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What (in simple terms) is the meaning of read/write semantics and of object semantics? Why is the following statement true?

Debit/credit write to bank accounts and are defined to conflict under read/write semantics whereas under object semantics they do not.

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My guess is that you're probably someone I know, as I'm looking for exactly the same answer from this past paper... –  Hoeloe Mar 27 '13 at 18:21
Can you give some more context for this question? For example, where did you encounter these terms? Was it in a book or article that you can cite? Can you quote a little more of it? –  Martin Atkins Mar 28 '13 at 6:12
It was from a Cambridge University past paper exam question. It is discussing the use of TSO in concurrency control, I believe. –  Hoeloe Apr 2 '13 at 14:34
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2 Answers

up vote 2 down vote accepted

Without more context, I'm not sure if this answers the question.

Section 2.1-2 in the below PDF provides an overview.


Here are some key points.


"The two phase locking protocol for read/write model maintains two types of lock for each object, namely read lock and write lock. A transaction must obtaion a read(write) lock before it can read(write) a data object. Two locks from different transactions conflict if both locks are applied on the same data object and at least one of them is a write lock. A transaction cannot obtain a lock if the lock conflicts with any other lock on that data object."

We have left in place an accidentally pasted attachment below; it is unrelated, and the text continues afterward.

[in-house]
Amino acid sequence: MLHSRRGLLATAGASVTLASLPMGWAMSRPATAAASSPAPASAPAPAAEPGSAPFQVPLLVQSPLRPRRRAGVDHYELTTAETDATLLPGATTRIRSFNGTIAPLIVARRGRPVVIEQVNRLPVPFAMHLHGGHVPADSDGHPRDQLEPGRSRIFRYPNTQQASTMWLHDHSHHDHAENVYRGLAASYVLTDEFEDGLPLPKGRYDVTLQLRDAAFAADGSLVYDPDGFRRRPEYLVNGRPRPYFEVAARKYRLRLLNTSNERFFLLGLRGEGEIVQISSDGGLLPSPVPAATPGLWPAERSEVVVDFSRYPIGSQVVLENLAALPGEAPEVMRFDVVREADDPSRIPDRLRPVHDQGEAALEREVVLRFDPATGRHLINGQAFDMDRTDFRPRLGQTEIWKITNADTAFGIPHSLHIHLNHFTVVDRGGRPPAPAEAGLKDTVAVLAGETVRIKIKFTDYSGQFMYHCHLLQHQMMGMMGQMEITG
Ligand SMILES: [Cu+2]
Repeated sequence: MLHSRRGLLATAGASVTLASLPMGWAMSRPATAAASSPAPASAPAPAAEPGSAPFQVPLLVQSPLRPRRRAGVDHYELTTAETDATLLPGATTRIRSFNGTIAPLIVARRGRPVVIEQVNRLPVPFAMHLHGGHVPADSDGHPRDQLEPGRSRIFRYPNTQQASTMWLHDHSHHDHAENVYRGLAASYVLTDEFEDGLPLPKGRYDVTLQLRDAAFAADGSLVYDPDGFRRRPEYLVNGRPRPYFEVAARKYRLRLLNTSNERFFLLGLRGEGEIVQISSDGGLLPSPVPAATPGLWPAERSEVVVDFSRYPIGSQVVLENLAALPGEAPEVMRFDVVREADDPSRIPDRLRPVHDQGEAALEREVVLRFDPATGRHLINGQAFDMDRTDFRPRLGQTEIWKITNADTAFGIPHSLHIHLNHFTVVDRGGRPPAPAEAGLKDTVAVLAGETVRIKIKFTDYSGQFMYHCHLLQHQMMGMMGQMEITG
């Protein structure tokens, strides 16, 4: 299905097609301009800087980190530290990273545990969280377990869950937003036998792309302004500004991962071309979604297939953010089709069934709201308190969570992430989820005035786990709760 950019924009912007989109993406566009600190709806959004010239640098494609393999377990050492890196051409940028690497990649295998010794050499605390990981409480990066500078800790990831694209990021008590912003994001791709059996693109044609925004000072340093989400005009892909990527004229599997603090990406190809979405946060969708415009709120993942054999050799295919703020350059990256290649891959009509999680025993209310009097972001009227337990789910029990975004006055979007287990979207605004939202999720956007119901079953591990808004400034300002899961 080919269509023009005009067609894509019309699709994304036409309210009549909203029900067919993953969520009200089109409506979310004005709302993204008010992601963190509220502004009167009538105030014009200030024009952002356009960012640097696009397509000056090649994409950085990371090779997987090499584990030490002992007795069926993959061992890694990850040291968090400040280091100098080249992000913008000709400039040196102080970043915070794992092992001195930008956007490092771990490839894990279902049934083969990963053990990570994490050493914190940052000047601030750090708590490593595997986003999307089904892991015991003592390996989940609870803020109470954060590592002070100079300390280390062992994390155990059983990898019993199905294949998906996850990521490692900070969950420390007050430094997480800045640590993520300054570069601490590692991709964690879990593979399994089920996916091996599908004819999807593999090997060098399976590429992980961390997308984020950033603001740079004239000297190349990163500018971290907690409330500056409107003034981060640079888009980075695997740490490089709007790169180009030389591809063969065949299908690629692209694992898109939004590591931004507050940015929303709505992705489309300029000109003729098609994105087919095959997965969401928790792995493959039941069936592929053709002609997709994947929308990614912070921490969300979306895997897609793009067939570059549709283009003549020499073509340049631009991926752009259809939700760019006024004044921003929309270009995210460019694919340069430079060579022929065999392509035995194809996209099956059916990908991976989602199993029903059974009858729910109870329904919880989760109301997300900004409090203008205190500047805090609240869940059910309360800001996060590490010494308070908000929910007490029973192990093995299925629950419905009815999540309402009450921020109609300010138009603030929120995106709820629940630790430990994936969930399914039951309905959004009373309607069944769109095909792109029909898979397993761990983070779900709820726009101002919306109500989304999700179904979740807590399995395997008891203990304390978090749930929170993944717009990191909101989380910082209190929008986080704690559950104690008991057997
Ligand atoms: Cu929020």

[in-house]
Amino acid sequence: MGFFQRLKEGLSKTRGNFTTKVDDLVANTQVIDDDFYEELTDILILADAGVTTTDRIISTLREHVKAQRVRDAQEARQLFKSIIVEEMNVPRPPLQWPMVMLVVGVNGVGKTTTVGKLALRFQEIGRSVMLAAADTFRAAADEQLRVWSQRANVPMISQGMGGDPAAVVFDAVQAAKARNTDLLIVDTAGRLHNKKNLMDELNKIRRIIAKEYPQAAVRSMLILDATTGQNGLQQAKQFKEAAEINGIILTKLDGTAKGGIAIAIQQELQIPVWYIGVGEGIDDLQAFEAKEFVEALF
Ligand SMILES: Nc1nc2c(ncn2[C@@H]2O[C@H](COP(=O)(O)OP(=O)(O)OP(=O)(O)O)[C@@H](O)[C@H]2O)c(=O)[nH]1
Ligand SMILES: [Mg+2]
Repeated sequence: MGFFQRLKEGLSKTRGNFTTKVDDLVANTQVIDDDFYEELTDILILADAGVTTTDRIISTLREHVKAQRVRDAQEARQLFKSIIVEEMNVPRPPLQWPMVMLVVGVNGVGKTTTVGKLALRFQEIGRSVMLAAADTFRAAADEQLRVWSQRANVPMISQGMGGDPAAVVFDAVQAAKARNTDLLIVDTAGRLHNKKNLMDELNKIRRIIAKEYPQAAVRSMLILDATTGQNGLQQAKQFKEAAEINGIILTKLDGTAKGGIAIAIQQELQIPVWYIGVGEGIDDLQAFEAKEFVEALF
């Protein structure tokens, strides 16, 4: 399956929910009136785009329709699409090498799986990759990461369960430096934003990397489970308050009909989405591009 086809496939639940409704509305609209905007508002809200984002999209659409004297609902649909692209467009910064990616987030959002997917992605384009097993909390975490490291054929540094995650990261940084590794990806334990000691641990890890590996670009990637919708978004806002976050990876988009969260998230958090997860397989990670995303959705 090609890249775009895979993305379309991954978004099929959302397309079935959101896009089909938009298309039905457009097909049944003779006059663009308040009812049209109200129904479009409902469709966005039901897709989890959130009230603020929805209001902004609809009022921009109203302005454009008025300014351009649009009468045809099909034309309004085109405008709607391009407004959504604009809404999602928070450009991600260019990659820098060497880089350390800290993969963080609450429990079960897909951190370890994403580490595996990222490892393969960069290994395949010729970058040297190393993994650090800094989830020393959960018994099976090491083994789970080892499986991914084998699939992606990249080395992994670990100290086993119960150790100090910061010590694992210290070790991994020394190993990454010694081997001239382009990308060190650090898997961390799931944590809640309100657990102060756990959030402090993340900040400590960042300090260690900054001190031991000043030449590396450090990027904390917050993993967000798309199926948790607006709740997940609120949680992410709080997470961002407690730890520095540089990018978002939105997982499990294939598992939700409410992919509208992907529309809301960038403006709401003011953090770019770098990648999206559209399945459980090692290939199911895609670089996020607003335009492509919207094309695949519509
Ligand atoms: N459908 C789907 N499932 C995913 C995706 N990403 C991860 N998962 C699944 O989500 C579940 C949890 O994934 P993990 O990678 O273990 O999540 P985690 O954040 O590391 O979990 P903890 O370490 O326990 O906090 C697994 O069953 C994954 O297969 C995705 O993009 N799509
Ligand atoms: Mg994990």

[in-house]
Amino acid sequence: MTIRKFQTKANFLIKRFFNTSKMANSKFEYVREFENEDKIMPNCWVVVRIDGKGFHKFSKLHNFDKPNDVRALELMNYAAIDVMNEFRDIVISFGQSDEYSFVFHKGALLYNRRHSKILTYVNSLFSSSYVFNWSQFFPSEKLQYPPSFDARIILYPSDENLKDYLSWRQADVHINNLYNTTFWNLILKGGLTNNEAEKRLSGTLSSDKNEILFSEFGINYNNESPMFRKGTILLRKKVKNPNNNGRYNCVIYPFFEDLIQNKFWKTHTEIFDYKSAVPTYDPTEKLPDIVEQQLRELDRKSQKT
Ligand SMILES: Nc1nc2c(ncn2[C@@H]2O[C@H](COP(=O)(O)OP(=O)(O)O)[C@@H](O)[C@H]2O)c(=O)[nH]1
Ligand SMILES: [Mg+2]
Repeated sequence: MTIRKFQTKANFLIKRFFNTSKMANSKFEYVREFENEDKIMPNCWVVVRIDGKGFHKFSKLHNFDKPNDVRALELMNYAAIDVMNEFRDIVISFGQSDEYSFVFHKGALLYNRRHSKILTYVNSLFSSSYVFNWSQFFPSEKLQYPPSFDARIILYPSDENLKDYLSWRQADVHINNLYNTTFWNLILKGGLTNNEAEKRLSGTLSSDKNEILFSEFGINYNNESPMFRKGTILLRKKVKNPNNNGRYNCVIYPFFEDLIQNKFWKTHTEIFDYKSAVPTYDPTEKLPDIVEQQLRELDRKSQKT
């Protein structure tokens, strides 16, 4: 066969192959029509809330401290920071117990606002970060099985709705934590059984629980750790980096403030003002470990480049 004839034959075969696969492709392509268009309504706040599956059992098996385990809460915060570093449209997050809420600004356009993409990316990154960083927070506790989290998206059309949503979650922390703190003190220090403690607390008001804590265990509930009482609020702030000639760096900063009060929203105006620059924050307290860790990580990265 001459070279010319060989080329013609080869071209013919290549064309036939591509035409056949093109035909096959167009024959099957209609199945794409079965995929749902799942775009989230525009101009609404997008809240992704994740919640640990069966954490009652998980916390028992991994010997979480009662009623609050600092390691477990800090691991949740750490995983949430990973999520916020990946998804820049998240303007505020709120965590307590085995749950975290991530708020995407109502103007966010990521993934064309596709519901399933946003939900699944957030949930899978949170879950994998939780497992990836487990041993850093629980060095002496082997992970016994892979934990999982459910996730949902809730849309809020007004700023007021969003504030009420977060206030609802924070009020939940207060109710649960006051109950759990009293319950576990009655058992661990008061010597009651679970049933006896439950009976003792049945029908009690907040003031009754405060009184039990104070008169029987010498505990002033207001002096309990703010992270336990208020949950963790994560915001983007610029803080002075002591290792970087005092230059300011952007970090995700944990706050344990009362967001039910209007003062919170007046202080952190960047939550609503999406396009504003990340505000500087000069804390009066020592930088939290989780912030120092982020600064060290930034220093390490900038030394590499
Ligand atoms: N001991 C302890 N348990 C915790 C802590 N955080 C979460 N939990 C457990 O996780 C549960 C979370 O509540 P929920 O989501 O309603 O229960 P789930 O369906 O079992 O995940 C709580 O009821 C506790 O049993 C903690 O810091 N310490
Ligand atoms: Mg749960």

So you cannot read if another is writing or write if another is reading. But you can read if another is reading.


"An object maintains a state and provides a set of operation that act as the sole means for transactions to access and modify the state of the object. ... Two commutative operations can be executed concurrently even when both the operations are update operations."

Now you can allow reads/writes for things where the order of operations are not of consequence.

They go on to explain how a deposit and withdraw will not commute(withdraw could be denied for insufficient funds), but two deposits can commute. These two deposits would block each other and have to occur in sequence under read/write but under object semantics they can occur concurrently.

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This clears up the confusion for me, have a bounty. –  Hoeloe Apr 2 '13 at 22:19
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Well, considering you've put "(in simple terms)"... I'll have a stab at this.

Firstly, this question makes most sense when referring to a "value" or "data" as an object. This is a typical way to discuss data in an OODB. Thus, a stored bank account balance is referred to as a "data object", and you can acquire a lock to access that value (read it, write it, delete it, etc.)

Given that context: read/write semantics are "the meaning of changing the data", based upon which we can make decisions about which reads or writes can happen within the locked transaction. In contrast, object semantics allow that you can mutate the value in any way you see fit as long you hold the relevant lock.

For a bank account, you want locking which doesn't allow both a debit and a credit (or even multiple debits, or multiple credits) to happen in the same transaction (so they continue to be seen as distinct operations). This means that your read/write semantic defines multiple credits/debits to conflict.

e.g. If, in the scope of a single transaction, I credit £10 to the bank account and debit £7 from the bank account (i.e. using object semantics), the resulting bank statement would show a single credit of £3, instead of the two separate entries.

By defining a locking logic using a read/write semantic, you can ensure that transactions don't get combined in this way.

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